I arrived for the tail-end of the convention, so I wasn't able to go on any of the layout or prototype tours. I'll have to block out more time next year, as there was quite a selection of tours to choose from! Those curious about the hobby industry could visit the Wm. K. Walthers offices and warehouse in Milwaukee or the Badger Air Brush plant near Chicago. Local railroad Wisconsin & Southern opened their shops for an inside look at how a modern regional inspects, maintains and repairs its fleet of locomotives and freight cars. Tours to the National Railroad Museum in Green Bay, Wisconsin and the Illinois Railroad Museum in Union, Illinois were popular choices as well. For those looking for a dose of classic "cool," a visit to Milwaukee's own Harley-Davidson motorcycle factory and museum was a must! There were also dozens of great model railroad tours catering to every area of interest, from large clubs to small homes to garden and backyard railways. A special treat, two restored Milwaukee Road passenger cars were on display at the downtown Amtrak station. Full-dome "Super Dome" #53 was on display along with Skytop lounge observation car "Cedar Rapids," and these classics are familiar sights running behind Milwaukee Road 261.
Friday was the first day of the 2010 National Train Show which was populated with hobby manufacturers showing off their latest offerings, many quality vendors to browse, and some excellent model railroads on display. The show was a great way to get connected to what was new and exciting in the hobby of model railroading.
Of course, Railroad Model Craftsman was there promoting their latest projects. Pictured in the photo above is Publisher Henry Carstens shaking hands with Wayne Wesolowski, long-time contributor and author of Model Railroad Structures From A to Z. Also present was Bob Walker, author of the all-new Scratchbuilding for Model Railroaders. The two authors hosted a very popular book signing event during the first day of the convention. There was also a large selection of Carstens products available for sale, while RMC editor Bill Schaumburg made the rounds on the floor of the train show. Click here to see a brief video tour of the Carstens Publications booth.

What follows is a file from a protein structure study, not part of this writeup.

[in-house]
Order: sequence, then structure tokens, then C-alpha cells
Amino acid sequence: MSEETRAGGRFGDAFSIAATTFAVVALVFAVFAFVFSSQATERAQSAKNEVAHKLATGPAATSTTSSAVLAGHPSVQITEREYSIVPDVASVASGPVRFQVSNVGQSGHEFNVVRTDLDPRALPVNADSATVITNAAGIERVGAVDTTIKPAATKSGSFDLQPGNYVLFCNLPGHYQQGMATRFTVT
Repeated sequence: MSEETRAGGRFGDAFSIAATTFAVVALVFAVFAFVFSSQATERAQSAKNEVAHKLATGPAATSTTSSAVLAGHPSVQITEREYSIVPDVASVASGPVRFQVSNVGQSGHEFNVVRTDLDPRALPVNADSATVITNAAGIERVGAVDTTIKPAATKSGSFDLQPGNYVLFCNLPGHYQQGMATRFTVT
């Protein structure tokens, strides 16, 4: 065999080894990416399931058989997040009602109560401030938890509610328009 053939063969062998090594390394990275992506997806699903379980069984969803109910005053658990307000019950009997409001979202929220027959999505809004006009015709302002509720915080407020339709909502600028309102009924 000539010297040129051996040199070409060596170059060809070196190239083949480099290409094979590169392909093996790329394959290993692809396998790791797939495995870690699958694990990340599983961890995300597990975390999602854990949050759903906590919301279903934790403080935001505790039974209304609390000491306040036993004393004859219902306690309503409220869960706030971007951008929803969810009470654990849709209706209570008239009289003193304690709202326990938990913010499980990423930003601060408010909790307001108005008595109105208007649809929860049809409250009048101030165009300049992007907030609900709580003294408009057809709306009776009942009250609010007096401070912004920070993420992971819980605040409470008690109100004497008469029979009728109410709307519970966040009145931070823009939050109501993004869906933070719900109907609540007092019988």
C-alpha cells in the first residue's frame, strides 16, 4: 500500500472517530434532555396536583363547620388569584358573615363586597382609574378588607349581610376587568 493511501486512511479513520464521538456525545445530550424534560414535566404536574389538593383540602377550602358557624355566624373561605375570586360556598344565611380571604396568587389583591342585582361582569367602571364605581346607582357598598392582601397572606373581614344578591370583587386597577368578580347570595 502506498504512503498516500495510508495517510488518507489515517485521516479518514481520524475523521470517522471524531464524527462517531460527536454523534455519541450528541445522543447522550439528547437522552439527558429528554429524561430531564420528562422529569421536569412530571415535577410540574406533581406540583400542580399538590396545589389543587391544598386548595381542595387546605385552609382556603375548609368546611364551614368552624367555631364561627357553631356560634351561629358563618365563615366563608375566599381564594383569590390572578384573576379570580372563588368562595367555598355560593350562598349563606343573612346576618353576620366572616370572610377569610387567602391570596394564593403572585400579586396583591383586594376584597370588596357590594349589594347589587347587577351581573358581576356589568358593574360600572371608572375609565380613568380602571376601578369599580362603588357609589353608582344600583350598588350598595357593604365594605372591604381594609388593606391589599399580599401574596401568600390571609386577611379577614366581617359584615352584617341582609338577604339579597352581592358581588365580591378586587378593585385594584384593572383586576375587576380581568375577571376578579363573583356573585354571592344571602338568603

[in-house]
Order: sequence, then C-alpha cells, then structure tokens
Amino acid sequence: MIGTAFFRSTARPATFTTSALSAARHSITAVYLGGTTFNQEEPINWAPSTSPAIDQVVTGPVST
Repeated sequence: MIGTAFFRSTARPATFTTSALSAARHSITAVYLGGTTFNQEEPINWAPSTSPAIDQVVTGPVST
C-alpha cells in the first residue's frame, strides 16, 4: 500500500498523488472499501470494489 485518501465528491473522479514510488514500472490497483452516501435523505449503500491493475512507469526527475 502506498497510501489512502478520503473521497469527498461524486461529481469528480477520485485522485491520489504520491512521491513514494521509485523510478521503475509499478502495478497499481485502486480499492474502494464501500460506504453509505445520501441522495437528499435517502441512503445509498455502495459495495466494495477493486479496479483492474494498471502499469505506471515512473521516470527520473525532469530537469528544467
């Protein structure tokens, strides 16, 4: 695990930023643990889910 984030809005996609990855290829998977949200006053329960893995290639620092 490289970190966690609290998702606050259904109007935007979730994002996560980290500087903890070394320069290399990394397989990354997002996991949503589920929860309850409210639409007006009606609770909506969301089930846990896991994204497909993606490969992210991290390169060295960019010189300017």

Meanwhile, over on the other side of the exhibition hall, the latest RMC project layout was on display. Several model railroaders pooled their talents to build this layout, designed to replicate the operations through Milwaukee Station in the mid-1950's. Cassette-style staging at either end allowed operators to move trains on and off the modeled portion of the layout quickly and efficiently. The model railroad features key elements of Milwaukee scaled down to its most basic interpretations. Even though the scenes have been "selectively compressed," the effect was well-received! Click here to see a short video tour of our project layout.
The colorful passenger trains of the Milwaukee Road are hard to resist! In this scene, a steam-powered Hiawatha and a train headed up by an Alco DL-109 wait under the trainshed as a Fairbanks-Morse switcher scurries away to fetch mail and express cars. The railroad is powered by Digitrax DCC, and all of the turnouts are controlled by manual throws. The steam-powered Hiawatha model is an example of the latest offering from Fox Valley Models.
The Milwaukee layout offered the perfect opportunity to introduce young people to the hobby. Here we find RMC contributor Gary Quayle instructing a young model railroader in the operation of the Digitrax DCC controller. Many curious onlookers were handed the throttle over the course of the weekend! Look for more details about this layout in upcoming issues of Railroad Model Craftsman.
The week of exciting events culminated with the Covention Banquet on Saturday night. The Crystal Ballroom was a very appropriate venue for the banquet, as one could imagine the vintage hall hosting many NMRA functions over the years. NMRA president Mike Brestel was the emcee for the evening, presenting many awards and accolades throughout the night. At first I was a bit apprehensive to sit down at a table full of strangers, but by the end of the night we had become fast friends. You certainly meet some friendly people at these conventions!
Model Railroader senior editor Jim Hediger (left) was the keynote speaker for the Convention Banquet. Jim's presentation was a humorous look back at his model railroading career, working alongside such greats as prolific photographer Emery Gulash and legendary editor Linn Westcott. Also present was W. Allen McClelland (center), creator of the well-known Virginian & Ohio, who was the recipient of a Pioneer's Award (along with several other well-deserving folks who have contributed to the hobby over the years). NMRA Director At-Large Tony Koester (right) presented the NMRA image "for the next 75 years." Tony's presentation explained the idea behind the NMRA's new look and logo, and how the organization is looking for new ways to serve its membership, while honoring the accomplishments of the past.
Walthers is known the world over as a distributor and manufacturer of quality model railroad products. Founder Bill Walthers was a founding member of the NMRA, right here in Milwaukee. Now enjoying the involvement of the fourth generation of the Walthers family, the company remains a leader in the hobby of model railroading. It was no surprise to find the family attending the Convention Banquet! From left to right, Stacey Walthers Naffah, and Mr. & Mrs. Phil Walthers.
My first national convention was a great experience, and I hope to be able to block out more time next year so I can enjoy more of the tours and events. Visit our Facebook page where I have posted more than 100 photos and a couple of videos from the convention. With the variety of clinics and tours, the excitement of the National Train Show, and the cameraderie of your fellow hobbyists, it is truly something that every model railroader should experience first hand. Not a member of the NMRA? Consider joining not only to show your support but also to be immediately welcomed into the world of model railroading! See you in Sacramento in 2011!